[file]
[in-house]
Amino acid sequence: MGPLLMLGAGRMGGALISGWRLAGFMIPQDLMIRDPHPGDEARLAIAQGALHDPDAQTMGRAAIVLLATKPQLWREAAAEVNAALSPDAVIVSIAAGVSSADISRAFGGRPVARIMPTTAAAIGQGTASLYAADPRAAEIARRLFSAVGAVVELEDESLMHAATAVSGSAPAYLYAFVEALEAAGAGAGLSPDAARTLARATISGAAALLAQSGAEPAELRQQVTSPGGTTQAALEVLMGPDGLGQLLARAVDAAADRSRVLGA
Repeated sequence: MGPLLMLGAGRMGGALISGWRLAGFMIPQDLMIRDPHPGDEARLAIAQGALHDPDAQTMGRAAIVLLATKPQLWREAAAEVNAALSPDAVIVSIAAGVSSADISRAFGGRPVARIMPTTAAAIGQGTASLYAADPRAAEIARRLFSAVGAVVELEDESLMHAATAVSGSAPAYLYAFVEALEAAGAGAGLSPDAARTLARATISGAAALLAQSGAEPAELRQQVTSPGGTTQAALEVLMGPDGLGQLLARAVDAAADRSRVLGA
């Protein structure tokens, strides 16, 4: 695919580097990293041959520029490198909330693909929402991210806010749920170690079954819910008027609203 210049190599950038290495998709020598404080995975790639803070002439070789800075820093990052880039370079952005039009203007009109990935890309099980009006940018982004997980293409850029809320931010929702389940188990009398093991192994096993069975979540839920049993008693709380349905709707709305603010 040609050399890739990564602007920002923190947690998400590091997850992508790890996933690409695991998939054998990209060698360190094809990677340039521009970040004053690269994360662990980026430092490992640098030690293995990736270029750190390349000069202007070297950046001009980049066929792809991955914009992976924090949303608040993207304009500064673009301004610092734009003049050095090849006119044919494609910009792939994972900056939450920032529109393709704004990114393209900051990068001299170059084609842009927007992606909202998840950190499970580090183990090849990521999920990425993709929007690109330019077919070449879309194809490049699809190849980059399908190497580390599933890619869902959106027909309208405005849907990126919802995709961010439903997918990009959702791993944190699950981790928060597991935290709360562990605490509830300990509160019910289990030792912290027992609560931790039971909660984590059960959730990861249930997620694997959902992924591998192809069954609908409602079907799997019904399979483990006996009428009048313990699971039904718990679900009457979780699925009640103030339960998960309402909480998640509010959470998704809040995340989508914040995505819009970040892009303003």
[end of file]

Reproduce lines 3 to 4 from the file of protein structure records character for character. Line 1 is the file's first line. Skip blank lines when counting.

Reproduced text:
Repeated sequence: MGPLLMLGAGRMGGALISGWRLAGFMIPQDLMIRDPHPGDEARLAIAQGALHDPDAQTMGRAAIVLLATKPQLWREAAAEVNAALSPDAVIVSIAAGVSSADISRAFGGRPVARIMPTTAAAIGQGTASLYAADPRAAEIARRLFSAVGAVVELEDESLMHAATAVSGSAPAYLYAFVEALEAAGAGAGLSPDAARTLARATISGAAALLAQSGAEPAELRQQVTSPGGTTQAALEVLMGPDGLGQLLARAVDAAADRSRVLGA
């Protein structure tokens, strides 16, 4: 695919580097990293041959520029490198909330693909929402991210806010749920170690079954819910008027609203 210049190599950038290495998709020598404080995975790639803070002439070789800075820093990052880039370079952005039009203007009109990935890309099980009006940018982004997980293409850029809320931010929702389940188990009398093991192994096993069975979540839920049993008693709380349905709707709305603010 040609050399890739990564602007920002923190947690998400590091997850992508790890996933690409695991998939054998990209060698360190094809990677340039521009970040004053690269994360662990980026430092490992640098030690293995990736270029750190390349000069202007070297950046001009980049066929792809991955914009992976924090949303608040993207304009500064673009301004610092734009003049050095090849006119044919494609910009792939994972900056939450920032529109393709704004990114393209900051990068001299170059084609842009927007992606909202998840950190499970580090183990090849990521999920990425993709929007690109330019077919070449879309194809490049699809190849980059399908190497580390599933890619869902959106027909309208405005849907990126919802995709961010439903997918990009959702791993944190699950981790928060597991935290709360562990605490509830300990509160019910289990030792912290027992609560931790039971909660984590059960959730990861249930997620694997959902992924591998192809069954609908409602079907799997019904399979483990006996009428009048313990699971039904718990679900009457979780699925009640103030339960998960309402909480998640509010959470998704809040995340989508914040995505819009970040892009303003």